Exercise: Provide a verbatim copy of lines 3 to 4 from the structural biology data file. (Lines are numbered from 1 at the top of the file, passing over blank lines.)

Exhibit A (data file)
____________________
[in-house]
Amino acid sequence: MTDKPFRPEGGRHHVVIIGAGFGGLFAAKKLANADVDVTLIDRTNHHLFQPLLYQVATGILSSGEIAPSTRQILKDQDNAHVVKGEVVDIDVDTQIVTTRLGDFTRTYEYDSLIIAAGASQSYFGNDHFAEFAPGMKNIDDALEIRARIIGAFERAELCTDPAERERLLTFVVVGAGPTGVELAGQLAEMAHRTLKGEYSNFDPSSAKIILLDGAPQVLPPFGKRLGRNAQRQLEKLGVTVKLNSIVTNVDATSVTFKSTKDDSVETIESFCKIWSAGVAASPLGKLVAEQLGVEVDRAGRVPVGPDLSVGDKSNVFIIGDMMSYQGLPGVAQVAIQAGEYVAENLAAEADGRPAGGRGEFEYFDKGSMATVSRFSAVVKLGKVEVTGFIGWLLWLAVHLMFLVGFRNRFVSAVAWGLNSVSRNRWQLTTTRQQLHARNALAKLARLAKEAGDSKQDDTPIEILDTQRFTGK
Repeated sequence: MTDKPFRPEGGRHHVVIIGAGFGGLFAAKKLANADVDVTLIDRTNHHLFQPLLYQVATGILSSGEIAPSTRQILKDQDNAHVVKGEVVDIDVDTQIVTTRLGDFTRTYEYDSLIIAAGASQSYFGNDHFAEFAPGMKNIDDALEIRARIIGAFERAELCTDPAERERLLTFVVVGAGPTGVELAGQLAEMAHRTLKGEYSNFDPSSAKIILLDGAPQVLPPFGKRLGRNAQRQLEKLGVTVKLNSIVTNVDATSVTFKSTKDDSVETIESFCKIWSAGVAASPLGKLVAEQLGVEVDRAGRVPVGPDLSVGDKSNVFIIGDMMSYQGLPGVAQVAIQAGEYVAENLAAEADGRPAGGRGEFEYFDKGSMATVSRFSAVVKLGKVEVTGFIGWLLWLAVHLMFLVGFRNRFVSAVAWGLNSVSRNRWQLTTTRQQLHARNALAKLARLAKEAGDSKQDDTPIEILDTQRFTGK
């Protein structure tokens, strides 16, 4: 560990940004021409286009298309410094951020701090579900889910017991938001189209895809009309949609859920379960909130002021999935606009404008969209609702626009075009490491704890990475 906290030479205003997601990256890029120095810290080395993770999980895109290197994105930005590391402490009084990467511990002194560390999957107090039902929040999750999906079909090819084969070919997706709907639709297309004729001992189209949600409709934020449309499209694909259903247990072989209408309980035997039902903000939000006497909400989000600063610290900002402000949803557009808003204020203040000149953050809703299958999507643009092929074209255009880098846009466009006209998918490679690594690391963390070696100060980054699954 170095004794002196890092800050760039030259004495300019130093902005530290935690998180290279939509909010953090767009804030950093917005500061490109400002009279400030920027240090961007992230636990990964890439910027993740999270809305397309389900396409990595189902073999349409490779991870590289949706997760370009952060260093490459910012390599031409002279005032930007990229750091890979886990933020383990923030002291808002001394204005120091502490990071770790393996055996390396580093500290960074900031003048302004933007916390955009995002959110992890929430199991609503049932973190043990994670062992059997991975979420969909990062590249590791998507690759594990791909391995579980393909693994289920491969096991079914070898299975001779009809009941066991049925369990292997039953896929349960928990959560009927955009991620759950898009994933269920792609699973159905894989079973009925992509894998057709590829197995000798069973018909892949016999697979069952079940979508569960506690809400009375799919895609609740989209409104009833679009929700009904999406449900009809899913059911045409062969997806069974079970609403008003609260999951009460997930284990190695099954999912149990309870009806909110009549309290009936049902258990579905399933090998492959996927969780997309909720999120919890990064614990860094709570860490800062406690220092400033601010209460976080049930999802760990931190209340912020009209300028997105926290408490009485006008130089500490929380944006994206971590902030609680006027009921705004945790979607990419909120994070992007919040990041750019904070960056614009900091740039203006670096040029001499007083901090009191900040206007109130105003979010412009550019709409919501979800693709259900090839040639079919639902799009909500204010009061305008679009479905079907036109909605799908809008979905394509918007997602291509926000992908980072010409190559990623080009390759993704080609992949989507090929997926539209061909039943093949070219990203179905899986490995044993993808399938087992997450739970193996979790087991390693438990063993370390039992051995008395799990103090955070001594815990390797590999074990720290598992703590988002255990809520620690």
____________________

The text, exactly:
Repeated sequence: MTDKPFRPEGGRHHVVIIGAGFGGLFAAKKLANADVDVTLIDRTNHHLFQPLLYQVATGILSSGEIAPSTRQILKDQDNAHVVKGEVVDIDVDTQIVTTRLGDFTRTYEYDSLIIAAGASQSYFGNDHFAEFAPGMKNIDDALEIRARIIGAFERAELCTDPAERERLLTFVVVGAGPTGVELAGQLAEMAHRTLKGEYSNFDPSSAKIILLDGAPQVLPPFGKRLGRNAQRQLEKLGVTVKLNSIVTNVDATSVTFKSTKDDSVETIESFCKIWSAGVAASPLGKLVAEQLGVEVDRAGRVPVGPDLSVGDKSNVFIIGDMMSYQGLPGVAQVAIQAGEYVAENLAAEADGRPAGGRGEFEYFDKGSMATVSRFSAVVKLGKVEVTGFIGWLLWLAVHLMFLVGFRNRFVSAVAWGLNSVSRNRWQLTTTRQQLHARNALAKLARLAKEAGDSKQDDTPIEILDTQRFTGK
């Protein structure tokens, strides 16, 4: 560990940004021409286009298309410094951020701090579900889910017991938001189209895809009309949609859920379960909130002021999935606009404008969209609702626009075009490491704890990475 906290030479205003997601990256890029120095810290080395993770999980895109290197994105930005590391402490009084990467511990002194560390999957107090039902929040999750999906079909090819084969070919997706709907639709297309004729001992189209949600409709934020449309499209694909259903247990072989209408309980035997039902903000939000006497909400989000600063610290900002402000949803557009808003204020203040000149953050809703299958999507643009092929074209255009880098846009466009006209998918490679690594690391963390070696100060980054699954 170095004794002196890092800050760039030259004495300019130093902005530290935690998180290279939509909010953090767009804030950093917005500061490109400002009279400030920027240090961007992230636990990964890439910027993740999270809305397309389900396409990595189902073999349409490779991870590289949706997760370009952060260093490459910012390599031409002279005032930007990229750091890979886990933020383990923030002291808002001394204005120091502490990071770790393996055996390396580093500290960074900031003048302004933007916390955009995002959110992890929430199991609503049932973190043990994670062992059997991975979420969909990062590249590791998507690759594990791909391995579980393909693994289920491969096991079914070898299975001779009809009941066991049925369990292997039953896929349960928990959560009927955009991620759950898009994933269920792609699973159905894989079973009925992509894998057709590829197995000798069973018909892949016999697979069952079940979508569960506690809400009375799919895609609740989209409104009833679009929700009904999406449900009809899913059911045409062969997806069974079970609403008003609260999951009460997930284990190695099954999912149990309870009806909110009549309290009936049902258990579905399933090998492959996927969780997309909720999120919890990064614990860094709570860490800062406690220092400033601010209460976080049930999802760990931190209340912020009209300028997105926290408490009485006008130089500490929380944006994206971590902030609680006027009921705004945790979607990419909120994070992007919040990041750019904070960056614009900091740039203006670096040029001499007083901090009191900040206007109130105003979010412009550019709409919501979800693709259900090839040639079919639902799009909500204010009061305008679009479905079907036109909605799908809008979905394509918007997602291509926000992908980072010409190559990623080009390759993704080609992949989507090929997926539209061909039943093949070219990203179905899986490995044993993808399938087992997450739970193996979790087991390693438990063993370390039992051995008395799990103090955070001594815990390797590999074990720290598992703590988002255990809520620690």